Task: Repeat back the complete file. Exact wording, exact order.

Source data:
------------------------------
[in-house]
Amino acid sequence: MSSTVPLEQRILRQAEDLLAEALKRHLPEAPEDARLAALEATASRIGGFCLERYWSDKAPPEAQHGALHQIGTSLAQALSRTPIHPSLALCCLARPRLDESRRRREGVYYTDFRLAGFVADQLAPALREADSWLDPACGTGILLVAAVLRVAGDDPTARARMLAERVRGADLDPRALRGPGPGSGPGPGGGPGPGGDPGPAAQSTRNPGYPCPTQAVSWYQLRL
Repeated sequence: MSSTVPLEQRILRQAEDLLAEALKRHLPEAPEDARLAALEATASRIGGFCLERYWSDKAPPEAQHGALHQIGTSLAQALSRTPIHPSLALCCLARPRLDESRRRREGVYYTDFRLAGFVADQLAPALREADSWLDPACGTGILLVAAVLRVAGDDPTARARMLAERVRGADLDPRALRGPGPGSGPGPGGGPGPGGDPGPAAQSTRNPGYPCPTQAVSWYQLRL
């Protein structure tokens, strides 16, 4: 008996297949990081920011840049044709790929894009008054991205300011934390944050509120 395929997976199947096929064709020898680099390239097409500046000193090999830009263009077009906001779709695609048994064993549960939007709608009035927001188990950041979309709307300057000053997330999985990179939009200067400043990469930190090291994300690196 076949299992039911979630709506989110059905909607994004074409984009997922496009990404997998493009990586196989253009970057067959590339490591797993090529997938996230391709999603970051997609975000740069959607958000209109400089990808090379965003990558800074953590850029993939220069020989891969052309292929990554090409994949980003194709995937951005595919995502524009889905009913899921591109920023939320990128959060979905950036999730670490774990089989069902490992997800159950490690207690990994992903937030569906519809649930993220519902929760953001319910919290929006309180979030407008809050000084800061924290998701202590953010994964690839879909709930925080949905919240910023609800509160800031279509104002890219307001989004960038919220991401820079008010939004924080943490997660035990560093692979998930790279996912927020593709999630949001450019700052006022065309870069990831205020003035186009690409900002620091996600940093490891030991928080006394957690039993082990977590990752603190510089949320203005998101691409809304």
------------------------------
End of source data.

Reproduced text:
[in-house]
Amino acid sequence: MSSTVPLEQRILRQAEDLLAEALKRHLPEAPEDARLAALEATASRIGGFCLERYWSDKAPPEAQHGALHQIGTSLAQALSRTPIHPSLALCCLARPRLDESRRRREGVYYTDFRLAGFVADQLAPALREADSWLDPACGTGILLVAAVLRVAGDDPTARARMLAERVRGADLDPRALRGPGPGSGPGPGGGPGPGGDPGPAAQSTRNPGYPCPTQAVSWYQLRL
Repeated sequence: MSSTVPLEQRILRQAEDLLAEALKRHLPEAPEDARLAALEATASRIGGFCLERYWSDKAPPEAQHGALHQIGTSLAQALSRTPIHPSLALCCLARPRLDESRRRREGVYYTDFRLAGFVADQLAPALREADSWLDPACGTGILLVAAVLRVAGDDPTARARMLAERVRGADLDPRALRGPGPGSGPGPGGGPGPGGDPGPAAQSTRNPGYPCPTQAVSWYQLRL
């Protein structure tokens, strides 16, 4: 008996297949990081920011840049044709790929894009008054991205300011934390944050509120 395929997976199947096929064709020898680099390239097409500046000193090999830009263009077009906001779709695609048994064993549960939007709608009035927001188990950041979309709307300057000053997330999985990179939009200067400043990469930190090291994300690196 076949299992039911979630709506989110059905909607994004074409984009997922496009990404997998493009990586196989253009970057067959590339490591797993090529997938996230391709999603970051997609975000740069959607958000209109400089990808090379965003990558800074953590850029993939220069020989891969052309292929990554090409994949980003194709995937951005595919995502524009889905009913899921591109920023939320990128959060979905950036999730670490774990089989069902490992997800159950490690207690990994992903937030569906519809649930993220519902929760953001319910919290929006309180979030407008809050000084800061924290998701202590953010994964690839879909709930925080949905919240910023609800509160800031279509104002890219307001989004960038919220991401820079008010939004924080943490997660035990560093692979998930790279996912927020593709999630949001450019700052006022065309870069990831205020003035186009690409900002620091996600940093490891030991928080006394957690039993082990977590990752603190510089949320203005998101691409809304």